Days 4 -5: Lisboa to Coimbra
(See Photos in HOME: COLLECTIONS: PORTUGAL DAYS 4-5)
Our drive today will take us from Lisboa to Obidos (60 miles), Caldas da Rainha and Foz do Arelho* (10 miles), Nazare (10 miles), Alcobaca (10 miles). Batalah (15 miles) and end in Coimbra (65 miles). Basically, we are going to drive up the coast then turn inland at Coimbra.
We arrive in Obidos in time to stroll the main street (all tourista shops), some side streets (all the same as they have been since the 1200's), have their famous ginja (cherry liqueur in chocolate cup) and scoot just as the tour buses dump hundreds of anxious shoppers into this itsy bitsy town.
Next we're off to the area Liz Wickert told us to check out for her. We drive around the town of Caldas da Rainha, no longer the lazy seaside town of Liz's experience but a snappy, contemporary, up-scale designer shops type town where your might take a condo for week (versus a tour bus stop).
We found the old farmer's market - the kind where probably the same lady has been selling vegetables to the same locals forever. We seemed to be among the only ones not best friends with everyone else there. I suspect THAT was the culture Liz had in mind from her time here.
Barely 20 minutes away is the lagoon - Foz do Arelho. Not a tour bus in sight. There is this little cafe by the beach where we grab a simple lunch. The folks at the next table are from Phoenix! and have rented a house for the month. We chat awhile. Watch old guys fishing. Walk on the beach. What to do with out time is our only decision day to day. This day we think hanging around the beach for a little while is it.
We do have to eventually move on though, as we want to be in Coimbra by dinner. We take the coastal local road instead of the highway, and reach Nazara. This might have been an old fishing village, but now it is new upscale seaside resort. It looks like Santa Monica. No need to stop.
We're off to Alcabaca.
We get there just as 10 gigantic buses start to unload at the suggested sites area and decide to move on. We're not having much luck today out-running the big tour buses but I guess we are all interested in seeing the same parts of Portugal -- for now, anyway.
Batalha. Delightful. And the monastery here is (a) us and maybe 10 other tourists, (b) a real wow. From our guide book: Classified World Heritage Site by UNESCO, this Gothic monastery was the result of a vow made by King D. João I to Santa Maria da Vitória, in order to celebrate the victory over Spanish troops in Aljubarrota Battle (on August 14th 1385). It is the most exquisite exemplar of Gothic style in Portugal. (See photos)
The drive to Coimbra is easy. Finding our hotel is another story. As promised in our directions book the entrance gate is well hidden. We went past it 5 times and finally saw some people walking and just followed them.
This is one AMAZING hotel. QUINTA DAS LÁGRIMAS is a historic medieval palace just across the river from the main city of Coimbra. The current structure is 18th Century though a modern spa and indoor/outdoor pools have been added. The restaurant is actually a rarity for Portugal - a Michelin star (one star, but that's pretty amazing, right). Outstanding.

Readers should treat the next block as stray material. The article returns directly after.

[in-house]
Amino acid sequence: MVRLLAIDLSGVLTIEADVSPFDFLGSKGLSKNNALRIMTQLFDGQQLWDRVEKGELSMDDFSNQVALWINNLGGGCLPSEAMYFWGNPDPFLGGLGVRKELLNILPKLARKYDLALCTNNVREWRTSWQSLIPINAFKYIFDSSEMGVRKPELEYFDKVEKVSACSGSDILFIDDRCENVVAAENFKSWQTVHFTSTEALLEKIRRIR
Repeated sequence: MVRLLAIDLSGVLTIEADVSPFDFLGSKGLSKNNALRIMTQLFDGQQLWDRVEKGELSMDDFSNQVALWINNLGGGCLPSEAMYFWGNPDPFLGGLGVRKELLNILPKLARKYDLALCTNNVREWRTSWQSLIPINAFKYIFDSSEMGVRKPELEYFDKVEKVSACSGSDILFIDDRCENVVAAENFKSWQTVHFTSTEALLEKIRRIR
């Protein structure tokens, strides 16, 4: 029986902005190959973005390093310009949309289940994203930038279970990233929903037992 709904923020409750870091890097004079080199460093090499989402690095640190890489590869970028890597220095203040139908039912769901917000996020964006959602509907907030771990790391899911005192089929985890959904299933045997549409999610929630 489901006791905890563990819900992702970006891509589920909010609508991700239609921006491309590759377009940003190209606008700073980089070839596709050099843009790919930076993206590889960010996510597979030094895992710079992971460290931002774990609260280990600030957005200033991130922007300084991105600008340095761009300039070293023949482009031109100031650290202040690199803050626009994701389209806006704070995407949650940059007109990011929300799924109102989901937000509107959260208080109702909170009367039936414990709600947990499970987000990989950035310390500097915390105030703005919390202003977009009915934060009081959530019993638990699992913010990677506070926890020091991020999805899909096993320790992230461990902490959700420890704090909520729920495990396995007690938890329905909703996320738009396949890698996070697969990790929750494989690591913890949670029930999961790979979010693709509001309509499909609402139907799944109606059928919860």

Coimbra was the first capital of Portugal mid-12th Century and in the Age of Discovery (15-16th C). It was the center of art of especially manueline and renaissance works. Middle Ages to 20th century construction are all mixed together, with winding stone-laid streets.
High up is the University, so we start our day at the top. This is a plenty impressive university, founded in 1290, with academic traditions that are compared with Oxford. Many of the current structures were built in the 18th C, including the Baroque University Tower library that is on everyone's must-see list. Unfortunately that means EVERYONE, so the line to get a ticket to get in a tour discouraged us away.
Instead we went to the Museu National Machado De Castro. This was originally the Bishops Palace. During the Middle Ages it was built on top of the Roman forum (dating from 1st C), and the remains of that and excavations since then are displayed in the basement (see photos). We could have spend all day in here - the collections are enormous: religious, archeological, jewelry, paintings, tapestries, tiles, ceramics etc.
We left the museum and spent the next hour in and out of small side streets and ended at the bottom level of the city at the municipal market building. Three floors - fish, cheese, breads on the top floor; vegetables on the second floor; fruits, flowers and some handicrafts on the main floor. The smells and sounds are awesome! We get some cheese and bread and head off to roam some more.
Finding our hotel now is easy - we grab a cab :)
Dinner is on the river (Pornguesa). It's one of those delightful, off the beaten path places that offers two dishes - a meat something and a fish something. We shared the fish-something -- fresh caught, grilled seabass and farm fresh vegetables. (I'm getting better at the fish thing.)
Tomorrow we leave for Porto
2. If you happen to enjoy tours of buildings, great. You can spend all day every day with self-guided or guided tours of museums, important buildings, monasteries, churches, convents etc. But each of these towns has so much to experience just winding your way through the streets.